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Hydrology and Earth System Sciences An interactive open-access journal of the European Geosciences Union
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Preprints
https://doi.org/10.5194/hess-2020-372
© Author(s) 2020. This work is distributed under
the Creative Commons Attribution 4.0 License.
https://doi.org/10.5194/hess-2020-372
© Author(s) 2020. This work is distributed under
the Creative Commons Attribution 4.0 License.

  30 Jul 2020

30 Jul 2020

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A revised version of this preprint is currently under review for the journal HESS.

Event and seasonal hydrologic connectivity patterns in an agricultural headwater catchment

Lovrenc Pavlin1,2, Borbála Széles1,2, Peter Strauss3, Alfred Paul Blaschke1,4, and Günter Blöschl1,2 Lovrenc Pavlin et al.
  • 1Centre for Water Resource Systems, Vienna University of Technology, Vienna, Austria
  • 2Institute of Hydraulic Engineering and Water Resources Management, Vienna University of Technology, Vienna, Austria
  • 3Federal Agency of Water Management, Institute for Land and Water Management Research, Petzenkirchen, Austria
  • 4Interuniversity Cooperation Centre Water & Health, Vienna, Austria

Abstract. Connectivity of the hillslope and the stream is a non stationary and non linear phenomenon dependent on many controls. The objective of this study is to identify these controls by examining the spatial and temporal patterns of the similarity between shallow groundwater and soil moisture dynamics and streamflow dynamics in the Hydrological Open Air Laboratory (HOAL), a small (66 ha) agricultural headwater catchment in Lower Austria. We investigate the responses to 53 precipitation events and the seasonal dynamics of streamflow, groundwater and soil moisture over two years. The similarity, in terms of Spearman correlation coefficient, hysteresis index and peak-to-peak time, of groundwater to streamflow shows a clear spatial organisation, which is best correlated to topographic position index, topographic wetness index and depth to the groundwater table. The similarity is greatest in the riparian zone and diminishes further away from the stream where the groundwater table is deeper. Soil moisture dynamics show high similarity to streamflow but no clear spatial pattern. This is reflected in a low correlation of the similarity to site-characteristics, however, the similarity increases with increasing catchment wetness and rainfall duration. Groundwater connectivity to the stream on the seasonal scale is higher than that on the event scale indicating that groundwater contributes more to the baseflow than to event runoff.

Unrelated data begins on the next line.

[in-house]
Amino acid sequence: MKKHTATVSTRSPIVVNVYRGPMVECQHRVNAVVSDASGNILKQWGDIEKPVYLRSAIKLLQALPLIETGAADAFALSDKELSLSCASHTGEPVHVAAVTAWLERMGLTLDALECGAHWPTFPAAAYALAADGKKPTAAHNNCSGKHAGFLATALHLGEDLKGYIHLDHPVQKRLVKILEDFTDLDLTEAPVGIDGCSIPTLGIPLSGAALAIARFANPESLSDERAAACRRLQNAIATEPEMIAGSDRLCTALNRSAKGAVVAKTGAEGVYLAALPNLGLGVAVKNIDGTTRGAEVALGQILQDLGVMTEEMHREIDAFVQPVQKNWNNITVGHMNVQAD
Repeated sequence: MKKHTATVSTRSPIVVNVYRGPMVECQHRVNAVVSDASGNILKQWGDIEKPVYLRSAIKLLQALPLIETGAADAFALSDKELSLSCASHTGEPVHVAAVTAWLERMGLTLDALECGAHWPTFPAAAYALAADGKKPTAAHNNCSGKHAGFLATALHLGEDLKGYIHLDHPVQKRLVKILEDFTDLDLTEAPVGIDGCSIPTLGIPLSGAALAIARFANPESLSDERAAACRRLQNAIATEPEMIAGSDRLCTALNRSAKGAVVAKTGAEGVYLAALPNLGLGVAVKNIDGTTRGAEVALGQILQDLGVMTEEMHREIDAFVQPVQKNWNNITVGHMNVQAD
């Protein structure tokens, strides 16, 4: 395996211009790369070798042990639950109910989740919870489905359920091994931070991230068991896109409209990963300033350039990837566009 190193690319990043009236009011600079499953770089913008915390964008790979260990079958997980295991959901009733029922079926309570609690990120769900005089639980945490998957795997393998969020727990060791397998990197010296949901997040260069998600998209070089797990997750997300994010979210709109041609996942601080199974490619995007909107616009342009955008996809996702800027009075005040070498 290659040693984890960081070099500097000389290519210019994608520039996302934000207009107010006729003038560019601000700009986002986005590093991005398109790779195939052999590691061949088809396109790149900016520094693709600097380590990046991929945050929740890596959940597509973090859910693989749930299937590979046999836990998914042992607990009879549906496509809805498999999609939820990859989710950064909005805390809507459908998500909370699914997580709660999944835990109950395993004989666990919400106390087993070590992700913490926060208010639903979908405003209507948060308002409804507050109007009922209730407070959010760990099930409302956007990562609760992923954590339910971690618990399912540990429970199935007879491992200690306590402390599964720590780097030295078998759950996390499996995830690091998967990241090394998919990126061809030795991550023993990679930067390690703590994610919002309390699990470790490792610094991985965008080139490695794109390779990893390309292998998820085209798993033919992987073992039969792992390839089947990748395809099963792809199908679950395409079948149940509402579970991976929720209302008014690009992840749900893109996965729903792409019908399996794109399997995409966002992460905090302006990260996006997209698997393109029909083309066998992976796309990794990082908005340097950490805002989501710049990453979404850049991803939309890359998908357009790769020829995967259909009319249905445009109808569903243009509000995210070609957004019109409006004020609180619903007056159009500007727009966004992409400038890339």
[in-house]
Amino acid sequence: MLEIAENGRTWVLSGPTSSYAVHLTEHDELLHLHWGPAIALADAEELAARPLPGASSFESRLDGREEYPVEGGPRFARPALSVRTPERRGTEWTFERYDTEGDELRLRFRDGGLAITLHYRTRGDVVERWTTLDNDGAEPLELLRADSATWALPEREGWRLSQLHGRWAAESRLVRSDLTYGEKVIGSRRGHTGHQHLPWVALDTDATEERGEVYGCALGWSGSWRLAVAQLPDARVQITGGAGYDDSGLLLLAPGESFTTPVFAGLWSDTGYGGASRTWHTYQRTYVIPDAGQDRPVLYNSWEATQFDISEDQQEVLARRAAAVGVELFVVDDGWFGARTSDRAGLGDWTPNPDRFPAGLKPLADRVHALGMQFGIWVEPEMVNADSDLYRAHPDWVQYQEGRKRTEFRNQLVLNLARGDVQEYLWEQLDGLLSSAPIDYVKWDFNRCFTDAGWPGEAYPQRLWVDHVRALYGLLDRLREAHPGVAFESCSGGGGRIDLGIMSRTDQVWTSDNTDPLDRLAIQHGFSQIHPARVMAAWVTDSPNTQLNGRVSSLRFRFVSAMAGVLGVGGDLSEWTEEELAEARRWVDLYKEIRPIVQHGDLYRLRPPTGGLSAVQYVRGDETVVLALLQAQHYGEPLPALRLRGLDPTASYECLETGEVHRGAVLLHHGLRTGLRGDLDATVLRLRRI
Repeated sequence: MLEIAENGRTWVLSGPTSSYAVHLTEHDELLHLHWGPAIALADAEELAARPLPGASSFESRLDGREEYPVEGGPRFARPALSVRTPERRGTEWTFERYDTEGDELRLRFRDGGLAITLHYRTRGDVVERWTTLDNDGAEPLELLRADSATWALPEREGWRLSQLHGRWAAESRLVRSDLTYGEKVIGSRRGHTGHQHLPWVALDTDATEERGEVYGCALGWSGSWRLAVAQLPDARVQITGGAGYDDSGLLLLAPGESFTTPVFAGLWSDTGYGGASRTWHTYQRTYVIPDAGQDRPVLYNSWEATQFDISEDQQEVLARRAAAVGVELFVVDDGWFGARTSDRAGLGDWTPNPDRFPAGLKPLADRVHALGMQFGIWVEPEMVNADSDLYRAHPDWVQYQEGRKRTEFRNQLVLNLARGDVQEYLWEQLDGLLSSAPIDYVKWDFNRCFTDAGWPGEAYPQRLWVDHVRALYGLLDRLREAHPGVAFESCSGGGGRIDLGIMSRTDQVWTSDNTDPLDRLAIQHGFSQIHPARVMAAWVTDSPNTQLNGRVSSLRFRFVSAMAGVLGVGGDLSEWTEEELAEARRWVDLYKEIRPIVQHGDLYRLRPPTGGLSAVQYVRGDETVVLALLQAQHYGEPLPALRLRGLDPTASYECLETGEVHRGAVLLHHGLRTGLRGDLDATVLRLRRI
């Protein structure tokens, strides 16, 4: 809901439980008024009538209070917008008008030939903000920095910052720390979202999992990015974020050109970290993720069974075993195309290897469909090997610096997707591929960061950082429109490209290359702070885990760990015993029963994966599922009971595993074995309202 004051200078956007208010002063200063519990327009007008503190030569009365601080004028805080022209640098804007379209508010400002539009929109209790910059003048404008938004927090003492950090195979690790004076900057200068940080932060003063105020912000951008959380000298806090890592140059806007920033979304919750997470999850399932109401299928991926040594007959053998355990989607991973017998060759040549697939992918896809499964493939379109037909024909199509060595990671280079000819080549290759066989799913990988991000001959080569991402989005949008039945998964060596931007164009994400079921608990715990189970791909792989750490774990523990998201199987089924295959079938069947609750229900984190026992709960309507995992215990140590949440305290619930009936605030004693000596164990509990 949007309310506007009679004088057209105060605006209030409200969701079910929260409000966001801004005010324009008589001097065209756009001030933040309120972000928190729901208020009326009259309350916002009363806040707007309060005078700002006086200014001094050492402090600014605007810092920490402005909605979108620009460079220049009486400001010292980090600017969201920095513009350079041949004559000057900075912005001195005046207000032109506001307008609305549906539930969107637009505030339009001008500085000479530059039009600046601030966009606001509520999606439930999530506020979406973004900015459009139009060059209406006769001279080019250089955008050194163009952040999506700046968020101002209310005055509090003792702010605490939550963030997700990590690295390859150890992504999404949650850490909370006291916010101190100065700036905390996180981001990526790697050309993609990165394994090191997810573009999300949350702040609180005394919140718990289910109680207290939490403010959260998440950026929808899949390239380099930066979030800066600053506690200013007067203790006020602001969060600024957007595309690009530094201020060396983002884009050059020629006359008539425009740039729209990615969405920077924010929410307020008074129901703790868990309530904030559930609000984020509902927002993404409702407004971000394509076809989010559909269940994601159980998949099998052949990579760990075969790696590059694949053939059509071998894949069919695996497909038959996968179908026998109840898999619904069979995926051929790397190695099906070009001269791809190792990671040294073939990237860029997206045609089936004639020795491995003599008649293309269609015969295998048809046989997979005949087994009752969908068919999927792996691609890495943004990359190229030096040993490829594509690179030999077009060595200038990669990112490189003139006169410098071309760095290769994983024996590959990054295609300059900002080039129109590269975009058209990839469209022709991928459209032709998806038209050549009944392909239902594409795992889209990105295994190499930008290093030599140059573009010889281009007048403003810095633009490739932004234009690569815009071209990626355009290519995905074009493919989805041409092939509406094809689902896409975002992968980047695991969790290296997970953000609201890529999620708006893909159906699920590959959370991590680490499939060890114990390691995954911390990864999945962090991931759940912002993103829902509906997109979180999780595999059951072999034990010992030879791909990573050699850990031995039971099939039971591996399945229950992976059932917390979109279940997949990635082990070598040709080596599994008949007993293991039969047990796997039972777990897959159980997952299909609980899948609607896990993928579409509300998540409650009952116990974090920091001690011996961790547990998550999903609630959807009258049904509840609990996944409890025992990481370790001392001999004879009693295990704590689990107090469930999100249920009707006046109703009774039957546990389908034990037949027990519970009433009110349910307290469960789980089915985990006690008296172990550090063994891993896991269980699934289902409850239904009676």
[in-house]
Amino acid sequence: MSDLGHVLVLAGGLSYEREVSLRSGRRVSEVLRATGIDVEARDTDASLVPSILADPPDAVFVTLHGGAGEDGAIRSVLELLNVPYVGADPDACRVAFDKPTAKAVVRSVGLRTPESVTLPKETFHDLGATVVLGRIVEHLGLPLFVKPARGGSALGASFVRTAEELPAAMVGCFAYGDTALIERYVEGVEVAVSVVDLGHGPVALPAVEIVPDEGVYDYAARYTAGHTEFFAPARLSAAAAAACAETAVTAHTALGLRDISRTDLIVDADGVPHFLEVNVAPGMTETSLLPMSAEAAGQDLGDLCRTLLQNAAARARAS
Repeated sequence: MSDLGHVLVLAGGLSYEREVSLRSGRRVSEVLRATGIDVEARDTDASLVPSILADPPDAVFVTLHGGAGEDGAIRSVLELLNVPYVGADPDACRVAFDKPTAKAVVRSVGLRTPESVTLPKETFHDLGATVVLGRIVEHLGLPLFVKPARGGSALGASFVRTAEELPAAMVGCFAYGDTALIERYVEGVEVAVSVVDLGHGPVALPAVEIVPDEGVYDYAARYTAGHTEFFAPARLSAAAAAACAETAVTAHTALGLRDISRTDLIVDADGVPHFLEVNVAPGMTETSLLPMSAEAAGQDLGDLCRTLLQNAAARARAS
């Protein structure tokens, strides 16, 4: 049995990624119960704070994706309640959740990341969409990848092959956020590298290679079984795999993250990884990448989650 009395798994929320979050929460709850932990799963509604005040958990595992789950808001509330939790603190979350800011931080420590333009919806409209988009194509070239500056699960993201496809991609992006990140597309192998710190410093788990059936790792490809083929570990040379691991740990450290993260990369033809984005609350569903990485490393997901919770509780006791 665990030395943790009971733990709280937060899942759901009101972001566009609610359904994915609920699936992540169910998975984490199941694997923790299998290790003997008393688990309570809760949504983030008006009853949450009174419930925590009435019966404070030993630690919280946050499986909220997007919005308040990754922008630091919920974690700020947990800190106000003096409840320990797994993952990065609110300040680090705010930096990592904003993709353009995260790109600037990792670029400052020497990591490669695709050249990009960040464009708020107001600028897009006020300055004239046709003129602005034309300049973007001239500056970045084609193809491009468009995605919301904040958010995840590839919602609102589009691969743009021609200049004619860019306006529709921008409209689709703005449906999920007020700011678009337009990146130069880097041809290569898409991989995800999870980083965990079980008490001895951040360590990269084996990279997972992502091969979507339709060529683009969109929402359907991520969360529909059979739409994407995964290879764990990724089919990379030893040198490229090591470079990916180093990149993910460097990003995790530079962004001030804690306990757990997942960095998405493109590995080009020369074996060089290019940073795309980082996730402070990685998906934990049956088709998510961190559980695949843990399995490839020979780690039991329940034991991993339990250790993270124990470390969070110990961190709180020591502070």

Lovrenc Pavlin et al.

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Lovrenc Pavlin et al.

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Latest update: 26 Oct 2020
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Short summary
We compared the dynamics of streamflow, groundwater and soil moisture to investigate how different parts of an agricultural catchment in Lower Austria are connected. Groundwater is best connected around the stream and worse uphill, where groundwater is deeper. Soil moisture connectivity increases with increasing catchment wetness but is not influenced by spatial position in the catchment. Groundwater is more connected to the stream on the seasonal scale compare to the event scale.
We compared the dynamics of streamflow, groundwater and soil moisture to investigate how...
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